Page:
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Vol. 4, No. 3
June 1999

Turnover in Child Welfare

Turnover hurts families and children. By leaving their jobs, social workers can compound feelings of insignificance and rejection in kids already hurting from abuse and neglect.

When foster and adoptive parents quit, the effects on foster children—most of whom have already lost one family—can be devastating.

Turnover hurts agencies, too. It lowers morale, reduces efficiency, and eats up time and money as agencies seek, hire, and train new employees. And turnover prevents us from meeting our goal of one case worker or case work team for each child and family.

In this edition Practice Notes explores what researchers, practitioners, and administrators have to say about turnover in child welfare, and we present some ideas for fixing this system-wide problem. Unless we confront this issue head on, we will be unable to ensure that every foster child has a safe, loving, permanent family within one year.


Social Worker Retention
Ideas for Retaining Child Welfare Workers in North Carolina
Retention and Recruitment of Foster and Adoptive Families
Foster Parent Associations: A Valuable Recruitment Resource
Assessing Your Agency’s Foster Parent Recruitment Needs
Review of Recent Federal Laws and How They Affect the Way We Recruit Foster and Adoptive Parents
ASFA and MEPA: Implications for Recruiting Parents
A Profile of Child Welfare Social Workers Who Stay
Boost Your Job Satisfaction
Click here to read or print the entire issue as a pdf file.

 For additional resources about turnover in child welfare, consult the following:

  • Factors Influencing the Retention of Specially Educated Public Child Welfare Workers. Public child welfare services reach families with complex needs and children in imminent danger. Title IV-E funded educational and financial incentives have increased the number of graduate social workers seeking employment in public child welfare. But faced with the reality of such a complicated and difficult job, questions remain about how long these graduates will work in public child welfare positions. This presentation offers research-based supervisory and programmatic suggestions that can improve the retention of professional social workers in public child welfare agencies.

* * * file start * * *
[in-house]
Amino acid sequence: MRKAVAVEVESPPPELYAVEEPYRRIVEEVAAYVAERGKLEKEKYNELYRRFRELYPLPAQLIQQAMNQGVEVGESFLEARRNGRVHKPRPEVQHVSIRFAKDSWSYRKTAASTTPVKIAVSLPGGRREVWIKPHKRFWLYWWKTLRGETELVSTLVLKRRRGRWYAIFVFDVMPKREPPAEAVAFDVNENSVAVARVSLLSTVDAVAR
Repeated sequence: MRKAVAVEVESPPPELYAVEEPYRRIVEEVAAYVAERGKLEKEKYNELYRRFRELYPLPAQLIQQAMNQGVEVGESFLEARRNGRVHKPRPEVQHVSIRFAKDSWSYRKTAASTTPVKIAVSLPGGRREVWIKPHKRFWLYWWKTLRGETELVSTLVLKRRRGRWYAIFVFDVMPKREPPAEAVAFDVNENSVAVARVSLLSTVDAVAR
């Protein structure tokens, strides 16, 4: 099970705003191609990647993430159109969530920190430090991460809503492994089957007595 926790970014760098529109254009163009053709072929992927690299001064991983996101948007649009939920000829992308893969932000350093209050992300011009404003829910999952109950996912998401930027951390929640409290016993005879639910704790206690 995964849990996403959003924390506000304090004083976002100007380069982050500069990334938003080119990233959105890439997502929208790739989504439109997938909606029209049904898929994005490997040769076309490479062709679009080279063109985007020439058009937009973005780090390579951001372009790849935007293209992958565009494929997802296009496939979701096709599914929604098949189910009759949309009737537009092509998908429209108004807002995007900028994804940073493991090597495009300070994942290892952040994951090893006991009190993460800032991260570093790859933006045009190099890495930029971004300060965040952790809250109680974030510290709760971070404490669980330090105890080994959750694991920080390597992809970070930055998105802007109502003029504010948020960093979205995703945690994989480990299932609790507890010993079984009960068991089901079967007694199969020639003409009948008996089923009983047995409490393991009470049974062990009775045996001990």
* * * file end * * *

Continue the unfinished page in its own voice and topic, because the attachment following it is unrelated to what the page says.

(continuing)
• Advocasey: The Annie E. Casey Foundation's Policy Magazine. The Spring 2004 issue explores the workforce crisis plaguing children and family services. AECF President Doug Nelson highlights the need for renewed focus on frontline workers serving needy kids and families, and we look up-close at this challenge in Greenville, South Carolina. Other articles document Michigan's "just-in-time" hiring process and Cincinnati's pay-for-performance contract with area human services workers. A final article profiles three more promising personnel reforms.

  • Children's Bureau Express ( has explored the issues of staff retention and burnout in the following articles:

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